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    What We Know About the Santa Fe High School Shooting

    What We Know About the Santa Fe High School Shooting

    10 dead, more wounded

    https://www.click2houston.com/news/police-confirm-reports-of-active-shooter-at-santa-fe-high-school

    In Santa Fe, Texas, just southeast of Houston, a community is mourning the loss of 10 innocent lives (at the latest count). At least one gunman opened fire at Sante Fe High School.

    Two teenage men have been detained:

    Explosive devices have been located on and off campus.

    Harris County Sherrif Ed Gonzales briefed reporters:

    From local ABC news:

    At least one gunman opened fire at a Santa Fe High School killing eight to 10 people, most of them students, authorities said. Now possible explosive devices have been located both at the school, and at a site off campus. Anyone who sees anything suspicious is urged to call 911.

    Law enforcement sources tell ABC13 that 17-year-old Dimitrios Pagourtzis was the gunman in the deadly shooting.

    …Witnesses say the shooting took place in an art class on campus between 7:30 and 7:45 a.m. Students were evacuated from the building, and backpacks were searched before they were transported to Alamo Gym at 13306 Highway 6 to be reunited with their parents.

    “We thought it was a fire drill at first but really, the teacher said, ‘Start running,'” student Leila Butler said.

    President Trump issued a statement:

    Texas Senators Cornyn and Cruz and Texas Governor Abbott give a press conference:

    We will update this post as more information becomes available. Everything listed above is the most up to date information available at the time this post was published.

    We are praying for everyone impacted by today’s senseless tragedy.

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    Comments



     
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    Henry Hawkins | May 19, 2018 at 3:40 pm

    At any given moment there are about 14 million students in American public high schools, and several million more in private high schools. That is a huge ‘draw pile’ and a certain percentage are going to develop significant mental health issues. Just 1% of 17 million HS students makes for 170,000. 1% of *that* number produces 1,700 HS students who might have serious psychiatric problems, though the actual number is likely much higher (regulations guarding the identity of psych patients, especially juveniles, makes researching the actual number more difficult than I’m going to do for a single post). My point here is that with such big numbers you are going to have problems no matter what you do.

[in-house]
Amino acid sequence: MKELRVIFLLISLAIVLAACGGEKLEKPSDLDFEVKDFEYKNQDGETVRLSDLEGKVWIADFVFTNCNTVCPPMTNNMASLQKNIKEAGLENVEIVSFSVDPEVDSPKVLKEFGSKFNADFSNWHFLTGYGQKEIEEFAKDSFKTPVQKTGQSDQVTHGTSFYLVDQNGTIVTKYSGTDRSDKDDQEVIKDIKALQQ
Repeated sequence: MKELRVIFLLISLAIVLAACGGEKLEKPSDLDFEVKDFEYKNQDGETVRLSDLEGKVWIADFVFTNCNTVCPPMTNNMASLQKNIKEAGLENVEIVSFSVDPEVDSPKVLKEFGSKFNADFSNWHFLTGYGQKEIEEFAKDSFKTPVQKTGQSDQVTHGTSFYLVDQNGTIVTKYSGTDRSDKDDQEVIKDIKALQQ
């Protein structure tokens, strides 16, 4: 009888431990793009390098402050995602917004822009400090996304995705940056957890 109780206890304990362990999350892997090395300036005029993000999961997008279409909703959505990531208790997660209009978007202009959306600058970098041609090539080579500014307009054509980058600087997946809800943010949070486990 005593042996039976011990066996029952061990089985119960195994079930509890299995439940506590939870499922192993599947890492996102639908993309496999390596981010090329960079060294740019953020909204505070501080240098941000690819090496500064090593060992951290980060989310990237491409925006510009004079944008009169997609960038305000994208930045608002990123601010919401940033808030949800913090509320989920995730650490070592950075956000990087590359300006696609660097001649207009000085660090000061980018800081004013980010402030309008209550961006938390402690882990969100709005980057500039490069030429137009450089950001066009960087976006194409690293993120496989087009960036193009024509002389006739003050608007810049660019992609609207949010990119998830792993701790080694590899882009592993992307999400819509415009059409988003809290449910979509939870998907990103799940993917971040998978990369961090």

Factor in public school policies on mainstreaming students with problems, meaning whenever possible they are kept with the general population rather than segregated into specialist programs and classes (in vulgar terms, the ‘short bus’ kids). At risk, potentially dangerous students are left swimming with the sharks who bully them.

    Factor in the Obama-era practice of minimizing arrests of juveniles, particularly minority students, who are unwittingly taught there will be no consequences for their bad behavior.

    Factor in the ‘lone wolf’ effect, that there will always be kids who go off the deep end for no readily identifiable reason. With such a large draw pile, this number of students alone will be quite high.

    Factor in that most of the thinking and worrying and planning will be conducted by school-associated psychologists. As a retired forensic psychologist of 30 years, let me assure you that the field of psychology is as screwed up as you suspect it is, a messy amalgam of untested or poorly tested hypotheses, conformity with political correctness and SWJ tropes as pressured by school boards and administrators, and worst, an inablity to simply admit “I don’t know what causes school shootings or how to prevent them.” Watch these ‘experts’ on cable TV – they all are absolutely certain of themselves.

    When a call goes into 911 reporting a house fire, the responding fire department does not begin by trying to determine what caused the fire. First they put the fire out, and then investigate its cause at leisure.